Venuti importantly draws attention to the connection between this inequal translation balance and the legal issues and financial issues, and perhaps most importantly, to political issues. Or obe issue really: American empire. The sense that the US is the most important culture because it is the most powerful underwrites not just Americans being OK with not reading anything foreign but also foreign literatures feeling the need to keep up with what happens in US poetry (even though US poets often sell much fewer copies of their books, have a lesser profile in US overall culture than foreign poets in their native countries). The cliche has it that “knowledge is power,” but as Eve Sedgwick pointed, sometimes “ignorance is power.”
The comment thread I linked to in my facebook post (or whatever that’s called) showed a very common feature of these translation discussions: Americans writers/readers become incredibly defensive and try to attack the messenger. And/or they start attacking Horace Engdahl of the Swedish academy who dared to point out that Americans have become insular. And often they get xenophobic about Sweden claiming that he doesn’t know what he’s talking about and that Sweden is ethnically homogenous and he’s a racist for not recognizing the multi-ethnic nature of the US (US has many different cultural groups, therefore it’s OK not to read works from other countries; of course Sweden is actually incredibly multicultural right now, to say it’s not is actually part of a racist rhetoric but that’s another post.).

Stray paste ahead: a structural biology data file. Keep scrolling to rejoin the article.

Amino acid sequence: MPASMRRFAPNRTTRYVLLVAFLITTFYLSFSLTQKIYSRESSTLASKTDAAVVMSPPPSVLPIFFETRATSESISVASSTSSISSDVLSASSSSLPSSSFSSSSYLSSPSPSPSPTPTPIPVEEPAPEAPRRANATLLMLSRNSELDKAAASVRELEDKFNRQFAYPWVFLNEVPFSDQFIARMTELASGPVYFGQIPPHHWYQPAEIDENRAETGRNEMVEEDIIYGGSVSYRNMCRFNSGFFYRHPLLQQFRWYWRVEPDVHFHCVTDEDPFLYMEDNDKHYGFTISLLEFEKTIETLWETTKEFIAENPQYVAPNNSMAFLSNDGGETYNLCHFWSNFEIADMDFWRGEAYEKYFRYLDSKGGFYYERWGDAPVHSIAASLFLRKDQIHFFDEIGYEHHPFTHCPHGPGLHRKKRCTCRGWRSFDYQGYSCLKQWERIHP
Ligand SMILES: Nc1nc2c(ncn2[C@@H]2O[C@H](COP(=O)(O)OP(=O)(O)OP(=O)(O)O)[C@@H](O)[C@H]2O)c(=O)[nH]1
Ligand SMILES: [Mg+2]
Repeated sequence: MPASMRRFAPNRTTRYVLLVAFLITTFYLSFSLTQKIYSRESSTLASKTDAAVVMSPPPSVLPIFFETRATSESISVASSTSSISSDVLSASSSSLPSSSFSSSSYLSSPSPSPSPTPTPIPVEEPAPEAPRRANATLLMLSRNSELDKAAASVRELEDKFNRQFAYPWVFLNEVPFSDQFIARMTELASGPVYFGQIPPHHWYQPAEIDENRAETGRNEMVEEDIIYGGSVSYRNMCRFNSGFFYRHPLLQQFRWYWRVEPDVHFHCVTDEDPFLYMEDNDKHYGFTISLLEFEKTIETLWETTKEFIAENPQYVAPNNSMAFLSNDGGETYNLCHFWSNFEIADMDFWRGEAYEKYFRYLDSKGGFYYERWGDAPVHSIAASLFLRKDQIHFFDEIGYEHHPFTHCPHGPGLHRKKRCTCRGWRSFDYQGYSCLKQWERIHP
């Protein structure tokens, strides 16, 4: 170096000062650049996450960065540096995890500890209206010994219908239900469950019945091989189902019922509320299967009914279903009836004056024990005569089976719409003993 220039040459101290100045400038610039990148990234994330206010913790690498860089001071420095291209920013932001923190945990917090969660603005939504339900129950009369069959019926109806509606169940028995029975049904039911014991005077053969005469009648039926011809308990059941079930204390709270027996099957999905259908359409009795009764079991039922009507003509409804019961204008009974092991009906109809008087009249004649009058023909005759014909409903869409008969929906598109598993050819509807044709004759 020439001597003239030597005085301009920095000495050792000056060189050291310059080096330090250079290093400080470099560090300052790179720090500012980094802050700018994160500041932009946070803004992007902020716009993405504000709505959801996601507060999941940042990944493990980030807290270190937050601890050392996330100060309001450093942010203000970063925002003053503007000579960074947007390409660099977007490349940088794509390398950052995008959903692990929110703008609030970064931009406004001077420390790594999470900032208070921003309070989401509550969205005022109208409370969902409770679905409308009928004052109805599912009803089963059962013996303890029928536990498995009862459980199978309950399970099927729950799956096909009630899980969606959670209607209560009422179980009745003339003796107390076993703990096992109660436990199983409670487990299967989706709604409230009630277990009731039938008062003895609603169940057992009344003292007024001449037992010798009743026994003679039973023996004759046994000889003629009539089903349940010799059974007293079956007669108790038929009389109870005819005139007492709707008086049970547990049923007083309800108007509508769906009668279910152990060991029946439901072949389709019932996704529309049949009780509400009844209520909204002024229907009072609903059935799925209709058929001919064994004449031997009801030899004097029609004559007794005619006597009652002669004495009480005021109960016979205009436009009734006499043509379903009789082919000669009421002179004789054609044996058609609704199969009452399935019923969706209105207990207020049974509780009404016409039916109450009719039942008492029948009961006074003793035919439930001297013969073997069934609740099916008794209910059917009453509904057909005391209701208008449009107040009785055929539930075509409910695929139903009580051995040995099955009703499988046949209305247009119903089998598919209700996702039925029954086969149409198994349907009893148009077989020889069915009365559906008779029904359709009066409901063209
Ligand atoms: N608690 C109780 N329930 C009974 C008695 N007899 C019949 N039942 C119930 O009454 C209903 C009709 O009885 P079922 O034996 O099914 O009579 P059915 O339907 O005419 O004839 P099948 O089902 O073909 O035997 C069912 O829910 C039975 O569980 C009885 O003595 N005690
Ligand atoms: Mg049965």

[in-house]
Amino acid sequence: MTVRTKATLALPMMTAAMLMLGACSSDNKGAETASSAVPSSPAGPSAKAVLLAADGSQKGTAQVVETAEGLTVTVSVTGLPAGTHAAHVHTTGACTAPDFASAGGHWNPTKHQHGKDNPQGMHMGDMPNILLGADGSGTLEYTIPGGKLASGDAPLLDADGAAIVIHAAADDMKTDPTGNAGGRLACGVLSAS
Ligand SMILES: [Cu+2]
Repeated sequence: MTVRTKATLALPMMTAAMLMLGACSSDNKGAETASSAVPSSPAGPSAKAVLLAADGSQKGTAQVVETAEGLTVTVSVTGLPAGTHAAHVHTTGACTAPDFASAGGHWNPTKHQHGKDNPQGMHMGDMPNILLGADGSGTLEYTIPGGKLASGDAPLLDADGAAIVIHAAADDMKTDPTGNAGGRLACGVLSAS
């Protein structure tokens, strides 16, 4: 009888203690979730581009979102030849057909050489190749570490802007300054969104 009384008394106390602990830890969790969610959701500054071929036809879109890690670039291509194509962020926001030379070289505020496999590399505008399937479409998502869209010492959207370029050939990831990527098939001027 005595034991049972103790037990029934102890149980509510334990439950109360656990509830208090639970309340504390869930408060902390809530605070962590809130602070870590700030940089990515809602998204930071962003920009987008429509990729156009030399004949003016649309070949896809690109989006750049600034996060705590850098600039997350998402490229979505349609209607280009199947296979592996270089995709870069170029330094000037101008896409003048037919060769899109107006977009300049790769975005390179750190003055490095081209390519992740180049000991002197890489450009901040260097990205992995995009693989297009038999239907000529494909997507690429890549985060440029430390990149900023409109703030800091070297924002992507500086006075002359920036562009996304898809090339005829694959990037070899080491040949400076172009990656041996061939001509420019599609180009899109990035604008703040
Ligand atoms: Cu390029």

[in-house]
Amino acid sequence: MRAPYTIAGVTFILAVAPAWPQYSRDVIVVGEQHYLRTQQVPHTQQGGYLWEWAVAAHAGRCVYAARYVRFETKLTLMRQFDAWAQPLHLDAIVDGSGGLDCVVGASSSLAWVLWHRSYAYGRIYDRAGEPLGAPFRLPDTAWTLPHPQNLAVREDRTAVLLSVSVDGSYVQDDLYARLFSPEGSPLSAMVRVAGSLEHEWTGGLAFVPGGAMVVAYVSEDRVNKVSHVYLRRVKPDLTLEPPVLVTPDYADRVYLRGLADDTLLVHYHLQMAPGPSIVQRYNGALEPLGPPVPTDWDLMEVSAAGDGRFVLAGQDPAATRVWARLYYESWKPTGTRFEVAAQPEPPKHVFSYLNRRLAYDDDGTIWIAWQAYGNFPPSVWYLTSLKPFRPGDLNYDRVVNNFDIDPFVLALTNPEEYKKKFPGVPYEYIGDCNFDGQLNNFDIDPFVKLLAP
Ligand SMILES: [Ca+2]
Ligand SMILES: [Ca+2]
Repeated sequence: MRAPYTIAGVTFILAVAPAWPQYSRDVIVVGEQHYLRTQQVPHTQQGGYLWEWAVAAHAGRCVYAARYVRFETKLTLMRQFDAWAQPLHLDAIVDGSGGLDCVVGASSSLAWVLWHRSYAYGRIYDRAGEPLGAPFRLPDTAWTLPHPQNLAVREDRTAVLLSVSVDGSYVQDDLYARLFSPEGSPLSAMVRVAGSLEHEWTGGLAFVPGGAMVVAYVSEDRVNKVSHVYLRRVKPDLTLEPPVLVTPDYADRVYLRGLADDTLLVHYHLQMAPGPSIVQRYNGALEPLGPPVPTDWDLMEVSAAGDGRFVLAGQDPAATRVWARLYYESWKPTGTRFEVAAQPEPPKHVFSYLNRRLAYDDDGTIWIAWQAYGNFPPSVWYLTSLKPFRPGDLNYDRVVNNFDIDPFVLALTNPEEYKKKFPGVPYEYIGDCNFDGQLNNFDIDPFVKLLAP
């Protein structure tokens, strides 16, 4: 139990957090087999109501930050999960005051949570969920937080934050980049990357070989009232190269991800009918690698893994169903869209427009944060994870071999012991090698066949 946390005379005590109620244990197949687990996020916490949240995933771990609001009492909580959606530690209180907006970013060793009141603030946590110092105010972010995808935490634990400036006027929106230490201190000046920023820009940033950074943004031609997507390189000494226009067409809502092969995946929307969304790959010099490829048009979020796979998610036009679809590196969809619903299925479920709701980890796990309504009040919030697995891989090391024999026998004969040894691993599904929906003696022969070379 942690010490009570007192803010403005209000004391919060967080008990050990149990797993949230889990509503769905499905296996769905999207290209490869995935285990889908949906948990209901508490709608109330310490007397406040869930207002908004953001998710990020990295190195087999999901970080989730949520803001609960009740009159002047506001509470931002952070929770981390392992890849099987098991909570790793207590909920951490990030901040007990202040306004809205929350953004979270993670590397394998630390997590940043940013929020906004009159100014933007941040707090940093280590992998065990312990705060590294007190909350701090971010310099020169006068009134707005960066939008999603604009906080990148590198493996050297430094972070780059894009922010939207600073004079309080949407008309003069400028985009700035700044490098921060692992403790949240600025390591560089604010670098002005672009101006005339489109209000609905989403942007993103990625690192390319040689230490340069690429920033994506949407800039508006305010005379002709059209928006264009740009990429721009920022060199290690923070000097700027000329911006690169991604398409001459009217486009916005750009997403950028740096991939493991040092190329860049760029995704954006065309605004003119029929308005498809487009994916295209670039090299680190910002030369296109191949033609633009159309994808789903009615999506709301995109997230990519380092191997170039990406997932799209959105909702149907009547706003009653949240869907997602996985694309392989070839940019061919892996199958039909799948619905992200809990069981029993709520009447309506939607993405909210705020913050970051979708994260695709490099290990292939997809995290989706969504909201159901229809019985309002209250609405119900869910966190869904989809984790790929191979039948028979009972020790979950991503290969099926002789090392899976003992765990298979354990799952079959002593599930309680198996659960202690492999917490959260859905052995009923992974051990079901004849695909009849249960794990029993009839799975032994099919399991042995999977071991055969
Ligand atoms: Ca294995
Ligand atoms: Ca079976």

This defensiveness connects these discussions to other lit discussions. It seems – at least in the poetry world – there is very little disagreement expressed openly. Instead we ignore things we don’t agree with, so as not to call attention to it. I’ll re-post for the millionth time (here for example) this Zizek’s quote:
Today’s liberal tolerance towards others, the respect of otherness and openness towards it, is counterpointed by an obsessive fear of harassment. In short, the Other is just fine, but only insofar as his presence is not intrusive, insofar as this other is not really other… In a strict homology with the paradoxical structure of the previous chapter’s chocolate laxative, tolerance coincides with its opposite. My duty to be tolerant towards the Other effectively means that I should not get too close to him, intrude on his space. In other words, I should respect his intolerance of my over-proximity. What increasingly emerges as the central human right in late-capitalist society is the right not to be harassed, which is a right to remain at a safe distance from others.
It seems the only time the poetry world will show any disagreement is when these “violent” acts occur: like Seth Oelbaum, “Kill List” etc. Of course translation is a a violence: It’s a violence against “the original text” and the new culture into which it is introduced. No wonder translation has to be continually quarantined.
I noted in my facebook post that the ColdFront Magazine list didn’t include a single work of translation among *40* supposedly top books of 2013. I think the LIST is one of the chief symptoms of this literary culture which is insular and defensive. Instead of making arguments we leave them off the list. Similarly we are just supposed to ignore the list and not call attention to them, but I always mis-perform…
[Note: Instead of Coldfront, you can insert whatever list that claims to be the best of the year.]
(To be continued…)